It’s gong for a Burton

The last thing the sports industry needs is another awards ceremony, with the big stars increasingly reluctant to turn up to such functions. But at least the FA have ensured that the national team will attend their inaugural FA England awards.

The bash, with its overblown 11 honours for 2012, is being held on February 3 at St George’s Park — the day the players gather in Burton to prepare for the Wembley friendly against Brazil three days later.

The sports honours committee, due to decide their recommendations for 2012 gongs at one sitting, ended up having two separate summits, with one dedicated to discussing Olympic and Paralympic achievements. This points to every gold medal winner — at least — being recognised in the New Year Honours list.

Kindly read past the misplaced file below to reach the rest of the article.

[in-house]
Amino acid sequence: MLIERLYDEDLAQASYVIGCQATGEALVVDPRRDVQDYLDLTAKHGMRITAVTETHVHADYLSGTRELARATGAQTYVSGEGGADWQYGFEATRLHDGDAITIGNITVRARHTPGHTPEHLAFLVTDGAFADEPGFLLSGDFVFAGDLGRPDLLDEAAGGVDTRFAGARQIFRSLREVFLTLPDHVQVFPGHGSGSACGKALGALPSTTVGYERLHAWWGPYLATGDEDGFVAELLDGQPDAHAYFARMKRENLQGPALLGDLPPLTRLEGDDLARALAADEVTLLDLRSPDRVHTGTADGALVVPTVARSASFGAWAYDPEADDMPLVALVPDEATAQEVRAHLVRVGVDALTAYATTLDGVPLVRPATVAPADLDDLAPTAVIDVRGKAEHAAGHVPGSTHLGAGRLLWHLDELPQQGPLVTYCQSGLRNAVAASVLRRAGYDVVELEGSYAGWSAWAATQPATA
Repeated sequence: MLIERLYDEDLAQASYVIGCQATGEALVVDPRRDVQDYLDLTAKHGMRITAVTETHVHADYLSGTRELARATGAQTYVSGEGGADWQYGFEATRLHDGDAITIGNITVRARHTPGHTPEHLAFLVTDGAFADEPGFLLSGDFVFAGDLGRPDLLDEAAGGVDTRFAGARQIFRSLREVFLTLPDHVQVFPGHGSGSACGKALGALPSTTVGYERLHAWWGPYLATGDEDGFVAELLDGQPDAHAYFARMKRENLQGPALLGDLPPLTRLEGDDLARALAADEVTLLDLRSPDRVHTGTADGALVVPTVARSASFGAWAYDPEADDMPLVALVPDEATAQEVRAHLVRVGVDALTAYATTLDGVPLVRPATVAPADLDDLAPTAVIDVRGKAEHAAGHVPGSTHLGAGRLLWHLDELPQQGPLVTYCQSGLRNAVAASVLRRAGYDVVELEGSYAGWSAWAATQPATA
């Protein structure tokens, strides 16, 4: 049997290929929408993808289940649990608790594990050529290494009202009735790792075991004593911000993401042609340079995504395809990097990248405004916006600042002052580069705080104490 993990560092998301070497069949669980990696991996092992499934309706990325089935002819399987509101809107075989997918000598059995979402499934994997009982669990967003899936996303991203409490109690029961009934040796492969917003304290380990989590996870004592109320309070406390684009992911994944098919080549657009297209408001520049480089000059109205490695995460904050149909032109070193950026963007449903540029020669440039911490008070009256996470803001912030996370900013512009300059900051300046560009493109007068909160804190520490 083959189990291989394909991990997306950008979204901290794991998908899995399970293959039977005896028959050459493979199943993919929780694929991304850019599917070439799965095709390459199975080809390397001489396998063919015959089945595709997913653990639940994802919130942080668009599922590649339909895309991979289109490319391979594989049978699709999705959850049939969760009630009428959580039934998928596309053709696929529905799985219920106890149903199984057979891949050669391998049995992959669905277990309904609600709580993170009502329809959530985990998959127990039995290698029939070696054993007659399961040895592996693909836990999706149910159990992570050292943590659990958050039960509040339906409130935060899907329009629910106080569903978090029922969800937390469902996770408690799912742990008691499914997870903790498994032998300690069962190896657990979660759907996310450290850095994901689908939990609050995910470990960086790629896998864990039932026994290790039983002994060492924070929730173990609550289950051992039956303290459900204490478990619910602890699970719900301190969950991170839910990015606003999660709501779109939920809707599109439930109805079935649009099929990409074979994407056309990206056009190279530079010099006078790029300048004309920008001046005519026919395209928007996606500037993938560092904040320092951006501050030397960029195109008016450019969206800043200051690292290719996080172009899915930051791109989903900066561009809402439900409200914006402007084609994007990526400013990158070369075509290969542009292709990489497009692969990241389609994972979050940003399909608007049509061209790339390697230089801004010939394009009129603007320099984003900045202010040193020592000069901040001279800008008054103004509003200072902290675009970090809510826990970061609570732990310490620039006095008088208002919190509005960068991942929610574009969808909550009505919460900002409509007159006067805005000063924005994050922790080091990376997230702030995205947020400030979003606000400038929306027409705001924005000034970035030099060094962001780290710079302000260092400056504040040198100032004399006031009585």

Destiny is in Boris' hands

The buck over the Olympic Stadium renovation debacle now stops with Boris Johnson, chairman of the London Legacy Development Corporation, after the Government ceded full control to the London Mayor.

The construction delay until autumn 2013 could be highly embarrassing for the LLDC since preferred bidders West Ham may now not move in until the 2016-17 season, whereas Tottenham, who had wanted to knock down the Stratford venue and start again, could move into their redeveloped ground a year earlier.

There could be fireworks: What does the future hold for the uninhabited Olympic Stadium

There could be fireworks: What does the immediate future hold for the uninhabited Olympic Stadium

Meanwhile, since taking over as Culture Secretary in September, Maria Miller has had so much in her in-tray that she is happy to allow Minister for Sport Hugh Robertson to take the lead in his field of expertise.